After failing a Food Service Inspection last month, gay-popular Midtown restaurant Joe's on Juniper is now making the grade.
The inspection was conducted by the Department of Community Health, Division of Public Health on March 16, 2011. Joe's scored a 63 out of a possible 100, earning the restaurant a “U” grade.
Click here for the full report.
Joe's has since held a re-inspection and received a 100 on March 28 according to managing partner Alice Masker.
Among the violations cited in the failed inspection were workers handling food items with bare hands when a glove or utensil was required, not having a handwash sink accessible for employee use and mold in the ice machine.
You don’t have to drink to enjoy a good neighborhood bar experience. It’s like in Olde England where the pub was the heartbeat of the community. It’s nice to have a grassroots communal experience. These two taverns aren’t about raucous screaming drunks, but rather the convivial, connective atmosphere a good pub can deliver.
Open for over a decade, the Brick Store Pub is a vital, nostalgic stop in Decatur. Many Atlantans think of Manual’s Tavern first when looking for a quintessential pub experience, but that place is hyper straight. Brick Store’s owners know they are surrounded by Decatur’s culinary gems, so they had to up their game and not serve tired stock bar food.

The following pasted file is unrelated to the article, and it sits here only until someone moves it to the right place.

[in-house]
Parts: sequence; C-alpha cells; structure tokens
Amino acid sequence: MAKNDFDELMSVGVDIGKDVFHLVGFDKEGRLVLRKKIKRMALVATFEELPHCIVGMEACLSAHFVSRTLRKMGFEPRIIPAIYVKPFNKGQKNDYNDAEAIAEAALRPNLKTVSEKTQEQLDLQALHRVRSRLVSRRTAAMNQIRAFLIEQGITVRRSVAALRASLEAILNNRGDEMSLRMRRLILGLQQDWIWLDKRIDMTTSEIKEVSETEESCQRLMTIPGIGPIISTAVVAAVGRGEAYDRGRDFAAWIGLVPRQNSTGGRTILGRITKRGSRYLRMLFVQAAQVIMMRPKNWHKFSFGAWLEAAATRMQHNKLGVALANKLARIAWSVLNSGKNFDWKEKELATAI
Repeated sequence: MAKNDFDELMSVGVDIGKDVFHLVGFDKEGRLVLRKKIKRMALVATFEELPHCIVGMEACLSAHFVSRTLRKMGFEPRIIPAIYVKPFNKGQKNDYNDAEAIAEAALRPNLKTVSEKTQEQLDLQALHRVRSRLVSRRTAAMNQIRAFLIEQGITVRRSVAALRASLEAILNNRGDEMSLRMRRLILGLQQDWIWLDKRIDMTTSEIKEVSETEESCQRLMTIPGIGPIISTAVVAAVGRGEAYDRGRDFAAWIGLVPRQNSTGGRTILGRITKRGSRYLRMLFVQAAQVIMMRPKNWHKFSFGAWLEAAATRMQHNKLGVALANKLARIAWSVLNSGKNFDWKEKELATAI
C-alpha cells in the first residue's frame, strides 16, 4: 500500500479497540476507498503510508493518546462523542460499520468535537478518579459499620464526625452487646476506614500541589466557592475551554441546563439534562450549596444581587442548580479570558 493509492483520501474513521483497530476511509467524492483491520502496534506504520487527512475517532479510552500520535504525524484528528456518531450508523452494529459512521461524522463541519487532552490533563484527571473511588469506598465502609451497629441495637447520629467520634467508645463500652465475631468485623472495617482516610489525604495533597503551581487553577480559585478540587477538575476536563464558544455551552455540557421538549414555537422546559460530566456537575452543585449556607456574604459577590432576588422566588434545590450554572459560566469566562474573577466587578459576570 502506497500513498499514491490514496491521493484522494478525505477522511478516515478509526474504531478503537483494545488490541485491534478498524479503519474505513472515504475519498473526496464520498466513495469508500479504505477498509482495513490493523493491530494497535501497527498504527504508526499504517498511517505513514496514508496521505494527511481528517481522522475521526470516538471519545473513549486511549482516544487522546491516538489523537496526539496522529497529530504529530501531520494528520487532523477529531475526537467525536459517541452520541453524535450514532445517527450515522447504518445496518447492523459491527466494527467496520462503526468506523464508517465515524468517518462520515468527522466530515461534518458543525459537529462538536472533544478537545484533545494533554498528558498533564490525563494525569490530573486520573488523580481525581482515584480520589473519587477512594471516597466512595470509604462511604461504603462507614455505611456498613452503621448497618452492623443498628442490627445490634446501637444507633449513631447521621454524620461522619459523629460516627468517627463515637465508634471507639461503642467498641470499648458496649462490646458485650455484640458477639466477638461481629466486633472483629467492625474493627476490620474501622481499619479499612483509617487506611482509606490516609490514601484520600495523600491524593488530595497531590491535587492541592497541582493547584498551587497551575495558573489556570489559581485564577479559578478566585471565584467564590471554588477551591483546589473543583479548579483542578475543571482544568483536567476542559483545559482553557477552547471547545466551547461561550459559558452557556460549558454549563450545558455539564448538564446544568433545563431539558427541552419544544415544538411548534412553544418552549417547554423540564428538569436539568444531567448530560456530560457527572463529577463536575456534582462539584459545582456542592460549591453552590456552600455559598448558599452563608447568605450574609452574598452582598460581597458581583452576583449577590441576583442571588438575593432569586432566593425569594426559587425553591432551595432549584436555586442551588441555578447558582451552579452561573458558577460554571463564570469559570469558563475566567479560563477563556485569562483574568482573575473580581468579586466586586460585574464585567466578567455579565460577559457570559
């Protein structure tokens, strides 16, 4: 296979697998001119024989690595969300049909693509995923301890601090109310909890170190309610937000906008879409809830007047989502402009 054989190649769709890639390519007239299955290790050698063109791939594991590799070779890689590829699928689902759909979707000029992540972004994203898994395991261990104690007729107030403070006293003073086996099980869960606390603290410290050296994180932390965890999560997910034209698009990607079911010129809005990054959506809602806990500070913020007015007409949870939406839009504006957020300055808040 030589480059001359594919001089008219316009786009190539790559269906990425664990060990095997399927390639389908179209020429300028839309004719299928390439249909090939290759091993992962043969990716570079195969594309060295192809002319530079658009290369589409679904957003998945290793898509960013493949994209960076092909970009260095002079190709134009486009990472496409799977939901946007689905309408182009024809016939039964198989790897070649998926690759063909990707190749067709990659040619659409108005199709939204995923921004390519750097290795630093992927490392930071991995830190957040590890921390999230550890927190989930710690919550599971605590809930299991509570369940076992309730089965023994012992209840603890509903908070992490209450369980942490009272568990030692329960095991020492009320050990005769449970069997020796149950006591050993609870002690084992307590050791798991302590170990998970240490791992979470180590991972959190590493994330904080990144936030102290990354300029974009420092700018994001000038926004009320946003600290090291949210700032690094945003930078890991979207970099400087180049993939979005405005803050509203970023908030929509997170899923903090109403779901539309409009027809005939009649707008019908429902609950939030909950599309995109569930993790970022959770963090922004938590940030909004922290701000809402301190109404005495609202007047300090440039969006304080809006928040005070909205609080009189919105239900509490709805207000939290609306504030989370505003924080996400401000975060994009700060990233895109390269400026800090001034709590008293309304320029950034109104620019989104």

The scene is mainly straight, but Decatur is the Berkley of the South, so no one cares what you are. It’s the kind of straight folks that like gays because they know we move in and increase property value. The décor is classic red exposed brick.
My first partner lived around the Emory – Toco Hills area so we frequented the restaurants near us. Sadly, Mexico City Gourmet closed as did Anarkli, which was the place I first tasted Indian food, which soon became an obsession. Is there anything better than chicken tiki masala on fragrant basmanti rice? We’ll save that for another column.